By Sam Otieno
The ANTICOV COVID-19 clinical trial, aimed at identifying treatments that prevent mild cases from progressing to severe forms of the disease, is crucial to Africa, researchers say. The trial will investigate home-based treatments to help prevent local health systems from being overwhelmed.
Borna Nyaoke-Anoke, Senior Clinical Project Manager & Medical Manager for DNDi, says that the studies target mild and moderate cases of COVID-19 and are important to Africa because lower-income countries remain under-represented in COVID-19 studies. The vast majority of COVID-19 clinical trials are being conducted in Europe, the US, and East Asia – testing treatments in contexts with considerable access to equipment and trained staff.
Launched late last year, the coalition comprises clinical experts, policymakers, and others from institutions such as ministries of health, universities, not-for-profit development research and development organisations, donor agencies and international organisations.
The ANTICOV trial will treat patients with mild to moderate symptoms through home-based care across Africa. This will prevent congestion of healthcare facilities with patients with mild symptoms who do not require respiratory support or critical care management.
He adds it will also prevent progression of mild to moderate disease-preventing healthcare facilities from being overwhelmed.
Nyaoke-Anoke says that while all eyes are on vaccines as the panacea, vaccines alone won’t be enough to stop the pandemic. Treatments are just as crucial, especially as they could prevent transmission to household contacts of infected patients required to self-isolate – something that may not be possible in many African communities.
“We hope that conducting these studies locally will facilitate prompt adoption of new evidence into medical treatment guidelines, enabling faster access to new medical tools and the trust of affected communities,” Nyaoke-Anoke tells IPS.
Nyaoke-Anoke says that the ANTICOV study will mobilise a collaboration of African and global science and public health leaders to respond to the urgent unmet medical needs on the continent. It will provide much-needed answers to enable countries in Africa and beyond to adopt effective therapeutic strategies adapted to resource-constrained settings.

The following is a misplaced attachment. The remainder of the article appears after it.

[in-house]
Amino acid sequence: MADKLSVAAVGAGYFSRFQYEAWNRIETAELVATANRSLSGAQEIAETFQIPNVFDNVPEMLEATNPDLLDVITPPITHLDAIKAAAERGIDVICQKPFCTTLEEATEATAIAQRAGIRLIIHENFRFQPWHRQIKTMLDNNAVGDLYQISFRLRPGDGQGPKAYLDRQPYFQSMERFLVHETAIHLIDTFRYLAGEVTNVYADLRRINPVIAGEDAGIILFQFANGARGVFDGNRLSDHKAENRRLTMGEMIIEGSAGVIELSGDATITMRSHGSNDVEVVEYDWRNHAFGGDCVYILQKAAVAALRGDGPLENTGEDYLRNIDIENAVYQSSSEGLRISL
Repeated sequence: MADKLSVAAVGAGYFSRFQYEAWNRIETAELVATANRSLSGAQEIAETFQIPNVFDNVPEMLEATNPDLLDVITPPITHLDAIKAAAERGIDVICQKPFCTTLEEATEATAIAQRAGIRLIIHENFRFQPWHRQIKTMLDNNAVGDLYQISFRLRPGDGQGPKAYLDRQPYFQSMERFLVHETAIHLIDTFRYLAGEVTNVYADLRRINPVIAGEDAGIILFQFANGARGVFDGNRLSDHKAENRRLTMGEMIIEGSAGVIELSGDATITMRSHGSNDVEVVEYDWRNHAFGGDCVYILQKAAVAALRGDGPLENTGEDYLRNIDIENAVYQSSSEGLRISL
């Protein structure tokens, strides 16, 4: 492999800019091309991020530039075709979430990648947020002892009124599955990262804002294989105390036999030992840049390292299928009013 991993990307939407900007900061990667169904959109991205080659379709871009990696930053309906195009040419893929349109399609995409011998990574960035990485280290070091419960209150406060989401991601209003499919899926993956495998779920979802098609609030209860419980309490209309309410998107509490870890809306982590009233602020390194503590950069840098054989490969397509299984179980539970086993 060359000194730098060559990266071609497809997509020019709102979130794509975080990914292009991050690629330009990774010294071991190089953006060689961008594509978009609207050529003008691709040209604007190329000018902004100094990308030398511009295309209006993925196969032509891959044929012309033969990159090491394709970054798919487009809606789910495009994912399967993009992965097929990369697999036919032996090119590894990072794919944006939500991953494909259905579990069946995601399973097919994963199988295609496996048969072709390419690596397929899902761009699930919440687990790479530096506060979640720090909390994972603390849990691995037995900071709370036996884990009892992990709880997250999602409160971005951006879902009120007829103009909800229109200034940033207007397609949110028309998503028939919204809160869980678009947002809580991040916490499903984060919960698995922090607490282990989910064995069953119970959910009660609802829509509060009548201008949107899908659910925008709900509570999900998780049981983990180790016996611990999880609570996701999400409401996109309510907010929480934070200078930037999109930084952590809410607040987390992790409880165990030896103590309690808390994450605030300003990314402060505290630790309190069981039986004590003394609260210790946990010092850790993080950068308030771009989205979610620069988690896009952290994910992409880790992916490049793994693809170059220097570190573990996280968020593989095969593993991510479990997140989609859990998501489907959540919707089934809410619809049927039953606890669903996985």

“ANTICOV clinical trial, which is currently being rolled out in 13 African countries, will test multiple COVID-19 early treatment options identifying treatments adapted to Africa’s specific needs,” says Nyaoke-Anoke.
Hence, it will position the continent as a critical player in providing quality data on effective therapeutics, immunology, and epidemiology of mild to moderate COVID-19 disease, invaluable to the ongoing pandemic.
Babatunde Salako, director-general of the Nigerian Institute of Medical Research, welcomed the development. It provides an opportunity for Africans and African researchers to be part of this crucial trial, yielding specific information for African patients in terms of treatment and disease progression.
Salako, in an interview with IPS, says that it creates an opportunity for the continent to be involved in clinical trial targeted at African populations when they are often left out of such large trials. Experience in clinical trials would be enriched through participation with the opportunity to form new networks and collaborators.
“African researchers will be contributing data and scientific information for global decision making concerning COVID-19 and may provide an opportunity for the world to examine the peculiarity of Africa’s response to COVID-19 infection and control,” says Salako.
Benjamin Kagina, senior research officer at the Vaccines for Africa Initiative, University of Cape Town, South Africa, says the clinical trials were a great initiative. The clinical trial would generate locally relevant evidence that can be used together with other promising interventions, such as vaccines, to mitigate the pandemic’s negative impacts.
He explained that collaborations were critical in strengthening research capacity in Africa. More importantly, the trial will generate context-specific data that can inform practices and policies in Africa.
“It will enhance research collaboration and networking among African researchers. This will advance medical research in the continent that addresses the needs of Africans,” says Kagina.